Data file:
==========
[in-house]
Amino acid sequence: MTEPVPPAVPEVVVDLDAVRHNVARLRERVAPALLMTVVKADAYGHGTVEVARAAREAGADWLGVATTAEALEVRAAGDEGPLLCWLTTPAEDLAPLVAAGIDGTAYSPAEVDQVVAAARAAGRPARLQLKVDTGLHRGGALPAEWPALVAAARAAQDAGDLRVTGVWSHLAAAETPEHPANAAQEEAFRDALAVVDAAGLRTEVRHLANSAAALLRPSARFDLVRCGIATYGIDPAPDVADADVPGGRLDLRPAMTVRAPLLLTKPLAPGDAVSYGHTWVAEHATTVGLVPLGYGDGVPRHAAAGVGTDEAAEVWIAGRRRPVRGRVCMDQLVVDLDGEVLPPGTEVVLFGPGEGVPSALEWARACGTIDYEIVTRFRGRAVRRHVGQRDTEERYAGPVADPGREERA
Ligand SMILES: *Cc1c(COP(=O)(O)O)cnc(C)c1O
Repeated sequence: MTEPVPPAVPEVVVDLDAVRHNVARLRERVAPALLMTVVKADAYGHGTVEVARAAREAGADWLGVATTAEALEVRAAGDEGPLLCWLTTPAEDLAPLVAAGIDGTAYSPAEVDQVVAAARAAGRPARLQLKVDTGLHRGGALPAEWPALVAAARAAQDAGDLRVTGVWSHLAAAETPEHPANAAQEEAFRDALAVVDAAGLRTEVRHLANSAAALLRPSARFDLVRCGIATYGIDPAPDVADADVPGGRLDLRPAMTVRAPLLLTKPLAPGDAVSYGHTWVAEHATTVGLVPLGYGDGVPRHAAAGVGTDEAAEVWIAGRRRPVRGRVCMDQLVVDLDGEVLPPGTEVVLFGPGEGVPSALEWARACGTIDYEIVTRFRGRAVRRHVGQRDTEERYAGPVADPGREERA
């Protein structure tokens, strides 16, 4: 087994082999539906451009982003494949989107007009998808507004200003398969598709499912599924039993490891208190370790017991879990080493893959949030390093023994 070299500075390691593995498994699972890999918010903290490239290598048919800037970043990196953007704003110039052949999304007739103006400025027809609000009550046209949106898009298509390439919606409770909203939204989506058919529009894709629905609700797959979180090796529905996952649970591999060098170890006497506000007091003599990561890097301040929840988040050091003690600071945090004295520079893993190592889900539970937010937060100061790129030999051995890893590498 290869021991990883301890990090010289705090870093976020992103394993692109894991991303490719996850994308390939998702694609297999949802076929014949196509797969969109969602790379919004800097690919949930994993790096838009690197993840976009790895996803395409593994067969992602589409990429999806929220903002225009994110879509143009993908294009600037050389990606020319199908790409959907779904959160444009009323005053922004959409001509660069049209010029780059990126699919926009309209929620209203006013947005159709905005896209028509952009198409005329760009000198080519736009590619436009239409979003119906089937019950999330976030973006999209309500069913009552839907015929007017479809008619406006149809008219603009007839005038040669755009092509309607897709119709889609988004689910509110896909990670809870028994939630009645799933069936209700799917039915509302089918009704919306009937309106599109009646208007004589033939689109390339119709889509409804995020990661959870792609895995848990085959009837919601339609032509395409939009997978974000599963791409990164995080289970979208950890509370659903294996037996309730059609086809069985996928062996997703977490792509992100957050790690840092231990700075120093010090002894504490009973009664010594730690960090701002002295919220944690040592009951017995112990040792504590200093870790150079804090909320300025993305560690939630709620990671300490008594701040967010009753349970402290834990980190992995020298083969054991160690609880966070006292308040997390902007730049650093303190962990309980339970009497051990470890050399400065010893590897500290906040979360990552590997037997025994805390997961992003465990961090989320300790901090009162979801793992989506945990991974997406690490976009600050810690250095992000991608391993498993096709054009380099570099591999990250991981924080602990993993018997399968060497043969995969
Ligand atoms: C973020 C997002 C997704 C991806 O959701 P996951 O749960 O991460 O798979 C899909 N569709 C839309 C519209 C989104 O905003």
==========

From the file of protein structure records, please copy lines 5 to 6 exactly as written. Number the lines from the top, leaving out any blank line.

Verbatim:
């Protein structure tokens, strides 16, 4: 087994082999539906451009982003494949989107007009998808507004200003398969598709499912599924039993490891208190370790017991879990080493893959949030390093023994 070299500075390691593995498994699972890999918010903290490239290598048919800037970043990196953007704003110039052949999304007739103006400025027809609000009550046209949106898009298509390439919606409770909203939204989506058919529009894709629905609700797959979180090796529905996952649970591999060098170890006497506000007091003599990561890097301040929840988040050091003690600071945090004295520079893993190592889900539970937010937060100061790129030999051995890893590498 290869021991990883301890990090010289705090870093976020992103394993692109894991991303490719996850994308390939998702694609297999949802076929014949196509797969969109969602790379919004800097690919949930994993790096838009690197993840976009790895996803395409593994067969992602589409990429999806929220903002225009994110879509143009993908294009600037050389990606020319199908790409959907779904959160444009009323005053922004959409001509660069049209010029780059990126699919926009309209929620209203006013947005159709905005896209028509952009198409005329760009000198080519736009590619436009239409979003119906089937019950999330976030973006999209309500069913009552839907015929007017479809008619406006149809008219603009007839005038040669755009092509309607897709119709889609988004689910509110896909990670809870028994939630009645799933069936209700799917039915509302089918009704919306009937309106599109009646208007004589033939689109390339119709889509409804995020990661959870792609895995848990085959009837919601339609032509395409939009997978974000599963791409990164995080289970979208950890509370659903294996037996309730059609086809069985996928062996997703977490792509992100957050790690840092231990700075120093010090002894504490009973009664010594730690960090701002002295919220944690040592009951017995112990040792504590200093870790150079804090909320300025993305560690939630709620990671300490008594701040967010009753349970402290834990980190992995020298083969054991160690609880966070006292308040997390902007730049650093303190962990309980339970009497051990470890050399400065010893590897500290906040979360990552590997037997025994805390997961992003465990961090989320300790901090009162979801793992989506945990991974997406690490976009600050810690250095992000991608391993498993096709054009380099570099591999990250991981924080602990993993018997399968060497043969995969
Ligand atoms: C973020 C997002 C997704 C991806 O959701 P996951 O749960 O991460 O798979 C899909 N569709 C839309 C519209 C989104 O905003």